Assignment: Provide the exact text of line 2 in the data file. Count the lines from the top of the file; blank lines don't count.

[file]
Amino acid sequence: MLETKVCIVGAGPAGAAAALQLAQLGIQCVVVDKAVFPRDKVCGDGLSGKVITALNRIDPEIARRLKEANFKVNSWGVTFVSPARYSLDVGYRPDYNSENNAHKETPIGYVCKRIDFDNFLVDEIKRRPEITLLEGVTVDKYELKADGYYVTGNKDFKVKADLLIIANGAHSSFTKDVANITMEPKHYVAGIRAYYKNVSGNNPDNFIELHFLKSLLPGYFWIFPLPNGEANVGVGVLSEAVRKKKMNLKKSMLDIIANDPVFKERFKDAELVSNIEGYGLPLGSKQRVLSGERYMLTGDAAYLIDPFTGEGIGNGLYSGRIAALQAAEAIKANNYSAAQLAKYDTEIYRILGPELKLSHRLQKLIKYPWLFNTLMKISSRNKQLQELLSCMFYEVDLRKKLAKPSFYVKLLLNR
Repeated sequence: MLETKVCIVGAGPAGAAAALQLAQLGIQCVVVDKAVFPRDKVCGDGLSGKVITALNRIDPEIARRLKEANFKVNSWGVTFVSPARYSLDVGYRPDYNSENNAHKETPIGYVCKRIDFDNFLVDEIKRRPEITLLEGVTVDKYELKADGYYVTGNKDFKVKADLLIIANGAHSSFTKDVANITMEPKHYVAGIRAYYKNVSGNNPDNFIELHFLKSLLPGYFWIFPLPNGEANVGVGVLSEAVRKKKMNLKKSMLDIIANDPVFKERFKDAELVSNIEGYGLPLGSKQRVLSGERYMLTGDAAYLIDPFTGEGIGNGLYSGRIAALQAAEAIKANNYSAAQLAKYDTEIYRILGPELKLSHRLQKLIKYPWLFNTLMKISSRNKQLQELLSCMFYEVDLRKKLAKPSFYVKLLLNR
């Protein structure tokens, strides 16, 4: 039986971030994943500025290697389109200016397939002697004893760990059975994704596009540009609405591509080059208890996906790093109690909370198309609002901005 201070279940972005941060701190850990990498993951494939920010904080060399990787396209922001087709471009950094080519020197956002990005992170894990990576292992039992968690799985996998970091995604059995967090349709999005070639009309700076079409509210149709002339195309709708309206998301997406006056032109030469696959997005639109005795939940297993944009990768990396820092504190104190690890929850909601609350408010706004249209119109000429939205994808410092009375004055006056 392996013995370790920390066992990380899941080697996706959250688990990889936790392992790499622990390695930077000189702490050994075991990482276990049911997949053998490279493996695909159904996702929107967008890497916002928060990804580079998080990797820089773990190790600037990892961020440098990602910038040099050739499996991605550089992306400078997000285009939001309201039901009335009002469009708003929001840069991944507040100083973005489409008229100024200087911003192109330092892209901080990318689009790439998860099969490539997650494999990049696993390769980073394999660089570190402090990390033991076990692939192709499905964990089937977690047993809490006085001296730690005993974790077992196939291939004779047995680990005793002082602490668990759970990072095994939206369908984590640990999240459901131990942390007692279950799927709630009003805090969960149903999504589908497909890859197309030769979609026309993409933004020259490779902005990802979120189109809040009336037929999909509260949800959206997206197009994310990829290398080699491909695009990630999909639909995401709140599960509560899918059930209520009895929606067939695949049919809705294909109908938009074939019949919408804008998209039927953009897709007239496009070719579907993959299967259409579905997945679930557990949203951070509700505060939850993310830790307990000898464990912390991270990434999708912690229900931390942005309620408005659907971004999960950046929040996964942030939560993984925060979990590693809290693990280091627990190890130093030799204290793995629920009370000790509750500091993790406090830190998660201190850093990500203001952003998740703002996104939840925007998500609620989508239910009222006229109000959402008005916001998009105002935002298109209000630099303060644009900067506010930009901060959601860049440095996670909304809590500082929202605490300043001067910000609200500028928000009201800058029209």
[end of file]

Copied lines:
Repeated sequence: MLETKVCIVGAGPAGAAAALQLAQLGIQCVVVDKAVFPRDKVCGDGLSGKVITALNRIDPEIARRLKEANFKVNSWGVTFVSPARYSLDVGYRPDYNSENNAHKETPIGYVCKRIDFDNFLVDEIKRRPEITLLEGVTVDKYELKADGYYVTGNKDFKVKADLLIIANGAHSSFTKDVANITMEPKHYVAGIRAYYKNVSGNNPDNFIELHFLKSLLPGYFWIFPLPNGEANVGVGVLSEAVRKKKMNLKKSMLDIIANDPVFKERFKDAELVSNIEGYGLPLGSKQRVLSGERYMLTGDAAYLIDPFTGEGIGNGLYSGRIAALQAAEAIKANNYSAAQLAKYDTEIYRILGPELKLSHRLQKLIKYPWLFNTLMKISSRNKQLQELLSCMFYEVDLRKKLAKPSFYVKLLLNR